Up From Slavery


Booker T. Washington

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Up From Slavery Study Guide

Welcome to the LitCharts study guide on Booker T. Washington's Up From Slavery. Created by the original team behind SparkNotes, LitCharts are the world's best literature guides.

Brief Biography of Booker T. Washington

Booker T. Washington was born into slavery in Franklin County, Virginia, on a plantation near Hale’s Ford. Upon emancipation in 1865, Washington’s mother moved their family to join her husband who had escaped from slavery. Washington, desiring an education, worked his way to enrollment at the Hampton Institute, a college for black Americans. With his formal education Washington took a position at the Tuskegee Institute in Tuskegee, Alabama, and developed a curriculum for vocational and technical education for black Americans. His promotion of physical labor, vocational education, and gradual racial uplift gained attention in the United States, and he eventually became one of the foremost conservative educational philosophers in America. Washington died in 1915 at the age of 59 of heart failure.
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Historical Context of Up From Slavery

As the title suggests, Washington’s autobiography is historically marked by the rise and establishment of former black slaves in American society. Washington’s autobiography begins with emancipation, or the freeing of slaves upon the Union Army’s victory over the Southern Confederates in Virginia in 1865. While the end of the Civil War in Appomattox, VA on April 9, 1865 (and the Emancipation Proclamation before that) is often attributed as the official end of American slavery, Washington was most likely freed only when the Union Army passed through the plantation on which he lived. Since most Southerners were hesitant to free their slaves, emancipation was actualized once the Union Army occupied the South. As a result, some slaves were freed before the war officially ended, and some were freed after the April 9th surrender. After Emancipation, Washington’s autobiography primarily details the issues of the Reconstruction Era. At the beginning of Reconstruction, a federally mandated rebuilding period enforced by President Andrew Johnson’s administration, black Americans made swift strides toward assimilating into American society. Due to the federal military occupation in the South and the passing of the “Reconstruction Amendments” to the U.S. Constitution, black Americans were granted protection and were able to exercise the right to vote, the right to run for office, the right to establish public business, and the right to own property. However, these accomplishments were soon erased, as Presidents Grant and Hayes removed federal troops from the South, leaving black Americans with little protection against Southern white racists who regained power through violence, intimidation, and economic control. Lynchings, or non-legal public executions of blacks, increased in the period after Reconstruction and the infamous Jim Crow laws enforced legal segregation and political subjugation. For the most part, black Americans were stripped of all political rights and economic progress after Reconstruction, and most political leaders on the Right and Left saw it as a failure—including Washington, who believed that the political uplift of black Americans by the government was much too swift to be ultimately successful. Jim Crow laws and post-Reconstruction racial subjugation remained the status quo of race relations through the end of the 19th and first half of the 20th century in the U.S., until the Civil Rights campaigns of the 1950s and 1960s helped to end segregation and voting suppression of African-Americans.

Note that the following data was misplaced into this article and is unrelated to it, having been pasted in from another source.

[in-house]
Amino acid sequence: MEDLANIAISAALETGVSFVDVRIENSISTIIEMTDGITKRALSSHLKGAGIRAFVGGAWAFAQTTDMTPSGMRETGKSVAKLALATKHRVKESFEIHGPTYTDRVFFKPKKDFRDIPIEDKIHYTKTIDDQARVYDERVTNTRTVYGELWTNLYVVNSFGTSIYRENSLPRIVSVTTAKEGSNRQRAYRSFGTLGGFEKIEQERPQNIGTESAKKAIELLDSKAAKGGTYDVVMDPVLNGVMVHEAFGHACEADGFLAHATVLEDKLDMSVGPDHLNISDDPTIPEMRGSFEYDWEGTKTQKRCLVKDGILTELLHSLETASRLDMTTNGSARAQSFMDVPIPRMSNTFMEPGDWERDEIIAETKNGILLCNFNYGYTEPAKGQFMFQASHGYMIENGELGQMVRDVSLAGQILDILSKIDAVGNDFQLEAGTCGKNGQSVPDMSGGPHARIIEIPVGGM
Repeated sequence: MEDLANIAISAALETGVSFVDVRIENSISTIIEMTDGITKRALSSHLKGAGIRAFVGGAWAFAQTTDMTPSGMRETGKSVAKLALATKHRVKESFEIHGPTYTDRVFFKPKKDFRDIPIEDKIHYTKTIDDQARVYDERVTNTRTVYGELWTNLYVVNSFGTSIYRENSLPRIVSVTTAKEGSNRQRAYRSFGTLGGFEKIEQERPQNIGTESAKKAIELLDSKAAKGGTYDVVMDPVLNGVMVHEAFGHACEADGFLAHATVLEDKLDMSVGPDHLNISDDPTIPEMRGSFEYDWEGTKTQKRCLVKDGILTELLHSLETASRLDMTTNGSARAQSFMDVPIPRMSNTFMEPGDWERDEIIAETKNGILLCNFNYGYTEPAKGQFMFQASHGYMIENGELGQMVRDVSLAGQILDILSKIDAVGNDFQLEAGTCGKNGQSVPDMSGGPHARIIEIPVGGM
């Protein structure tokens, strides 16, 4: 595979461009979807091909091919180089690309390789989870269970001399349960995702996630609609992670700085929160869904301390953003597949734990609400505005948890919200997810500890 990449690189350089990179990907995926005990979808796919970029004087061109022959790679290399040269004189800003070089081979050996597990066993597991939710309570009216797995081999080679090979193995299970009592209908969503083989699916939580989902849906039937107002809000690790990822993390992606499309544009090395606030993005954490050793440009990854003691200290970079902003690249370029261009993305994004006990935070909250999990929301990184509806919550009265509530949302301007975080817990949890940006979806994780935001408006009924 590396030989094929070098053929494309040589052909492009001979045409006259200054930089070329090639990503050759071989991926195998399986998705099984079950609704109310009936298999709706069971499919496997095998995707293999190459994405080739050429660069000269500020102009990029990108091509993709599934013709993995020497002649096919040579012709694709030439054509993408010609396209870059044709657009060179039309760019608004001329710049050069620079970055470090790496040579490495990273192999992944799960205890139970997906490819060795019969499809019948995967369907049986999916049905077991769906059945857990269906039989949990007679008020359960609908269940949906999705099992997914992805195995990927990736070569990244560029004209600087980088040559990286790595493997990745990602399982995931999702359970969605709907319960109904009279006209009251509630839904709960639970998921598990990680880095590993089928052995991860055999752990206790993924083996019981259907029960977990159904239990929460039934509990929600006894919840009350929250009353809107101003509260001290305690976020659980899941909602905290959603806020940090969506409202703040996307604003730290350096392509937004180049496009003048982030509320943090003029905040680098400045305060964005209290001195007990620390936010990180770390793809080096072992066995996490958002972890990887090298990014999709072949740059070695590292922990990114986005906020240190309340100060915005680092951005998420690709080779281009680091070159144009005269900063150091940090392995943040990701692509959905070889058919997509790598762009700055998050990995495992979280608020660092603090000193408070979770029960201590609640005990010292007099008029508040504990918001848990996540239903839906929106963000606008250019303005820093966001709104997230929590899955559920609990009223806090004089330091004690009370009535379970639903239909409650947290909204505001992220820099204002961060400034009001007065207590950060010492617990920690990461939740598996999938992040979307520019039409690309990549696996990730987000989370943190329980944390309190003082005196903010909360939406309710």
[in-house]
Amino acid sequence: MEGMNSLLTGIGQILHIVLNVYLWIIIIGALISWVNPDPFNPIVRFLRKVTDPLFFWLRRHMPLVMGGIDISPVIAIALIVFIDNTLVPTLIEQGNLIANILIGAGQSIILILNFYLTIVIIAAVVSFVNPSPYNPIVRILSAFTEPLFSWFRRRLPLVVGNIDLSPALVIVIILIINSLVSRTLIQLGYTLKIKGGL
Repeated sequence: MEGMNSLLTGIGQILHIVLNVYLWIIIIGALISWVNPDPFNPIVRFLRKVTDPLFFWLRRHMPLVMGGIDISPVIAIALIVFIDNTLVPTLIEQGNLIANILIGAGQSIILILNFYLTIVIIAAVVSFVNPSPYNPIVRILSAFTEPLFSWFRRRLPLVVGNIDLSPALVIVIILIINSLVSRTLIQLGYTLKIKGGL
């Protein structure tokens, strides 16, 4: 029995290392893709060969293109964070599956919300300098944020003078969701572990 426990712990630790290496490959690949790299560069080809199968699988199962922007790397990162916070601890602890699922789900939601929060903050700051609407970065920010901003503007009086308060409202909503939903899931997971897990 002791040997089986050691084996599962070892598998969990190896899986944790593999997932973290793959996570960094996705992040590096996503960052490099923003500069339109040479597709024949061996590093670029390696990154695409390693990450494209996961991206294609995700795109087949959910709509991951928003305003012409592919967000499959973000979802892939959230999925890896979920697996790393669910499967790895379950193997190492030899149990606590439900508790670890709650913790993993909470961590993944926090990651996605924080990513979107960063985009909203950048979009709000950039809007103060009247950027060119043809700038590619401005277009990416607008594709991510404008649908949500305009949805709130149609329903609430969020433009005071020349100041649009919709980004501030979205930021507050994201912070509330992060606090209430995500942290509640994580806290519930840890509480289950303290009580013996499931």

Other Books Related to Up From Slavery

The literary work most closely related to Up From Slavery is W.E.B. Du Bois’ sociological commentary, The Souls of Black Folk (1903). Du Bois was Washington’s greatest contemporary critic, and his book provided an argument for the importance of classical education for black Americans as well as promoting the social theory of double consciousness, the idea that black Americans have to reconcile their black identities with the views of white society. Washington’s autobiography was also satirized in the first portion of Ralph Ellison’s seminal novel, Invisible Man (1952).
Key Facts about Up From Slavery
  • Full Title: Up From Slavery
  • When Written: Late 1800s
  • Where Written: Tuskegee, Alabama
  • When Published: 1901
  • Literary Period: Early African American Literature
  • Genre: Autobiography
  • Setting: 19th Century America, primarily in Hampton, VA and Tuskegee, AL
  • Climax: Washington delivers his famous “Atlanta Exposition Address.”
  • Antagonist: Racism, liberal black Americans, and uneducated black Americans serve as symbolic antagonists to Washington’s educational philosophy.
  • Point of View: First Person

Extra Credit for Up From Slavery

Other accounts. Up from Slavery was not Washington’s only autobiography. In 1900, a year before the publication of the autobiography, Washington published another account of his life titled The Story of My Life and Work written with the help of a ghost writer. Despite positive sales, Washington disliked the general style of the writing and its editing, so he decided to publish Up from Slavery a year later.

Formidable opponents. Washington’s speech to the Atlanta Exposition became an important factor in W. E. B. Du Bois’ seminal work The Souls of Black Folk. Du Bois, Washington’s main political rival, offered a whole chapter titled “The Atlanta Compromise” devoted to refuting Washington’s address. Du Bois’ opposition to Washington’s ideology of gradual racial progress eventually led him to found the NAACP in 1909.